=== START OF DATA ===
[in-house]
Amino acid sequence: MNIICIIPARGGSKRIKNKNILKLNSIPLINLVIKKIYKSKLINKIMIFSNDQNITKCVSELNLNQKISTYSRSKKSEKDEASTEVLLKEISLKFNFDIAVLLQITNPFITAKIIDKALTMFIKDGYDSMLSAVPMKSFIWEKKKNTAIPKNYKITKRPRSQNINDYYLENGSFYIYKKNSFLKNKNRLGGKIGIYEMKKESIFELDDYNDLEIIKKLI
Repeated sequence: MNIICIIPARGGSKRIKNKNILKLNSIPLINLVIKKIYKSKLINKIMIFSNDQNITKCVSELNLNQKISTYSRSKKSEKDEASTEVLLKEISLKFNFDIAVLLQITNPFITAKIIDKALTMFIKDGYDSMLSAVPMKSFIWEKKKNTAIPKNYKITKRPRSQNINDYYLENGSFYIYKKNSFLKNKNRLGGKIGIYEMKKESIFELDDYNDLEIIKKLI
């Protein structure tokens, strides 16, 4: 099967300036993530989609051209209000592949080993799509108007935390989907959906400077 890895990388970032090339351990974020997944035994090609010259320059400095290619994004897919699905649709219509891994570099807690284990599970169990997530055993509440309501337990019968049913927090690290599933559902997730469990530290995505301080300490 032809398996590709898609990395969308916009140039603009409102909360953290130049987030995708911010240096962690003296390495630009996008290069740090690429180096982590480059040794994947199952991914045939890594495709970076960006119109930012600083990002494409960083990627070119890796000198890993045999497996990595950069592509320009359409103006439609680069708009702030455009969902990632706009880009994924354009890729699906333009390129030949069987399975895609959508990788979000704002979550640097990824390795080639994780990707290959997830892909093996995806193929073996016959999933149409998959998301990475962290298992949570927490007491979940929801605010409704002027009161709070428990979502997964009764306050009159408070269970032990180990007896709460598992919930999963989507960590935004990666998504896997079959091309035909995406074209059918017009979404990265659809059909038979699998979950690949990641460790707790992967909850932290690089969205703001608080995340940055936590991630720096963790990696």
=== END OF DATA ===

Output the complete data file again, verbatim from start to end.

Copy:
[in-house]
Amino acid sequence: MNIICIIPARGGSKRIKNKNILKLNSIPLINLVIKKIYKSKLINKIMIFSNDQNITKCVSELNLNQKISTYSRSKKSEKDEASTEVLLKEISLKFNFDIAVLLQITNPFITAKIIDKALTMFIKDGYDSMLSAVPMKSFIWEKKKNTAIPKNYKITKRPRSQNINDYYLENGSFYIYKKNSFLKNKNRLGGKIGIYEMKKESIFELDDYNDLEIIKKLI
Repeated sequence: MNIICIIPARGGSKRIKNKNILKLNSIPLINLVIKKIYKSKLINKIMIFSNDQNITKCVSELNLNQKISTYSRSKKSEKDEASTEVLLKEISLKFNFDIAVLLQITNPFITAKIIDKALTMFIKDGYDSMLSAVPMKSFIWEKKKNTAIPKNYKITKRPRSQNINDYYLENGSFYIYKKNSFLKNKNRLGGKIGIYEMKKESIFELDDYNDLEIIKKLI
């Protein structure tokens, strides 16, 4: 099967300036993530989609051209209000592949080993799509108007935390989907959906400077 890895990388970032090339351990974020997944035994090609010259320059400095290619994004897919699905649709219509891994570099807690284990599970169990997530055993509440309501337990019968049913927090690290599933559902997730469990530290995505301080300490 032809398996590709898609990395969308916009140039603009409102909360953290130049987030995708911010240096962690003296390495630009996008290069740090690429180096982590480059040794994947199952991914045939890594495709970076960006119109930012600083990002494409960083990627070119890796000198890993045999497996990595950069592509320009359409103006439609680069708009702030455009969902990632706009880009994924354009890729699906333009390129030949069987399975895609959508990788979000704002979550640097990824390795080639994780990707290959997830892909093996995806193929073996016959999933149409998959998301990475962290298992949570927490007491979940929801605010409704002027009161709070428990979502997964009764306050009159408070269970032990180990007896709460598992919930999963989507960590935004990666998504896997079959091309035909995406074209059918017009979404990265659809059909038979699998979950690949990641460790707790992967909850932290690089969205703001608080995340940055936590991630720096963790990696």